State fines Cupertino Union School District

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Zoe Morgan/Town Crier
Cupertino Union School District was fined $2,500 for violating a state ethics law. The violations date back to 2016 and 2017 when the district sent mass mailings out featuring members of the school board, who are elected officials. That violates the state's Political Reform Act.

The Cupertino Union School District faces a $2,500 fine for sending mass mailings featuring school board members, which violates the state’s Political Reform Act.

The Fair Political Practices Commission levied the fine earlier this month as part of a settlement with the school district. The district includes Montclaire Elementary School in Los Altos.

The violations date back to 2016 and 2017, when the district sent three mass mailings to residents featuring members of the school board, who are all elected officials.

The Political Reform Act forbids mass mailings paid for with public money that feature elected officials. The Fair Political Practices Commission is tasked with enforcing the act, which voters passed as a ballot measure in 1974 in the aftermath of the Watergate scandal.

The act allows for a maximum penalty of $5,000. However, the commission settled on $2,500 after considering the specific facts of this case, as well as the precedent set in similar cases.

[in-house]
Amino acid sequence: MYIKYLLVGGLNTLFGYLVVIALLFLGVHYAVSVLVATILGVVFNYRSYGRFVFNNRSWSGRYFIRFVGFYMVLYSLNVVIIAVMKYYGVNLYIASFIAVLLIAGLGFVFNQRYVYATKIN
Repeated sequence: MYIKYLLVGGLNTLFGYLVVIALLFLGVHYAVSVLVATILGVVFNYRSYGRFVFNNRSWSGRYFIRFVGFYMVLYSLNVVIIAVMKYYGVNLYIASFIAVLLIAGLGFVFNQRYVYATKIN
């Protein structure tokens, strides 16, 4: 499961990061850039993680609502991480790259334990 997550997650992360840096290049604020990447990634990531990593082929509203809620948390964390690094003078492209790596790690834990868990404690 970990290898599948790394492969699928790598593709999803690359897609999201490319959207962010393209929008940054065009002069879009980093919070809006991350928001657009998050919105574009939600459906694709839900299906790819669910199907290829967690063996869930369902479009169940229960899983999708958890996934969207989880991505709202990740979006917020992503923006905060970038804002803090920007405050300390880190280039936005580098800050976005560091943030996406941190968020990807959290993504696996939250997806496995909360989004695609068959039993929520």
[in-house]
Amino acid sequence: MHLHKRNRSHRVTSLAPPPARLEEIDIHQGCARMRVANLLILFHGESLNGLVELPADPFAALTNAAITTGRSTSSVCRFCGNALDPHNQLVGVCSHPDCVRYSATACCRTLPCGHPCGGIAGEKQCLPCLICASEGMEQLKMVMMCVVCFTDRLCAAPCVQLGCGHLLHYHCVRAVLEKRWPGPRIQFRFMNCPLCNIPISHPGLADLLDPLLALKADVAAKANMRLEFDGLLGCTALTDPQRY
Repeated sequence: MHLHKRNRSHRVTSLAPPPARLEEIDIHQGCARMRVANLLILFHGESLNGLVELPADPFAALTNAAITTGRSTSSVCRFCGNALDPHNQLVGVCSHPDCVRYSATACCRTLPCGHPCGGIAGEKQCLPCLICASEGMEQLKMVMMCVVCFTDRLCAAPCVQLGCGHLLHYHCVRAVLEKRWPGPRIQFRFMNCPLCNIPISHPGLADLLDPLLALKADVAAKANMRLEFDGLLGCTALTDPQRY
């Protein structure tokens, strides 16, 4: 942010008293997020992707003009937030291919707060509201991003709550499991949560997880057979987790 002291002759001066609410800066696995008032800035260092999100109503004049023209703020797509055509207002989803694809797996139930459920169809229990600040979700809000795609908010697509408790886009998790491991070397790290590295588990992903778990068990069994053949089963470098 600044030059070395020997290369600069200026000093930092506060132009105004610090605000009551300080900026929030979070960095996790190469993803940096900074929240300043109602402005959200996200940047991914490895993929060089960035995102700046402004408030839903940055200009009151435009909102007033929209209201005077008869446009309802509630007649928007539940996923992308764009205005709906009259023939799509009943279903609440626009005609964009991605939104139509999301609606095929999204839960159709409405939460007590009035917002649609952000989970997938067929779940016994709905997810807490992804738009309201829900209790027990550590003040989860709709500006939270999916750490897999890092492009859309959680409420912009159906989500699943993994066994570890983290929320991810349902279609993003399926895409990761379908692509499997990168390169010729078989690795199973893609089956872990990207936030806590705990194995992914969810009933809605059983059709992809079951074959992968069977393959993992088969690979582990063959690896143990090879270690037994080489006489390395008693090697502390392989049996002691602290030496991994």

“Evidence shows a pattern of violations, as the CUSD distributed the newsletters in 2016 and the last mass mailing in 2017,” the stipulation reads. “However, no evidence indicated an intent to deceive the public, the violation appears to be inadvertent, and the CUSD does not have prior record of violating the Act.”

School district spokesperson Leslie Mains said the district was trying to keep the community updated on school district happenings and didn’t realize at the time it was violating state law.

“The intent was never to deceive the public,” Mains said.

Mains added that district staff oversaw the mailers, and the content wasn’t at the request of any board members.

The school district has also seen substantial turnover since the violations occurred. Only one board member, Phyllis Vogel, remains on the five-person board.

The district also has a new superintendent, Craig Baker, who began in 2017 after the board ousted former superintendent Wendy Gudalewicz.

According to Mains, Gudalewicz’s departure was unrelated to the mailers.

In June and October 2016, the district sent out newsletters that featured members of the board and included a message from board president Josephine Lucey. The June issue also included “self-referential statements” about the board’s accomplishments and had a picture of the board members.

Two school board seats were up for a vote in the November 2016 election.

The final mailer in question was sent in May 2017 and provided information about the Citizens’ Parcel Tax Oversight Committee. Photos of four board members were included.

The Political Reform Act prohibits mailers featuring elected officials if more than 200 copies are sent in a calendar month, costing more than $50 of public money. Cupertino’s mailers exceeded both limits.

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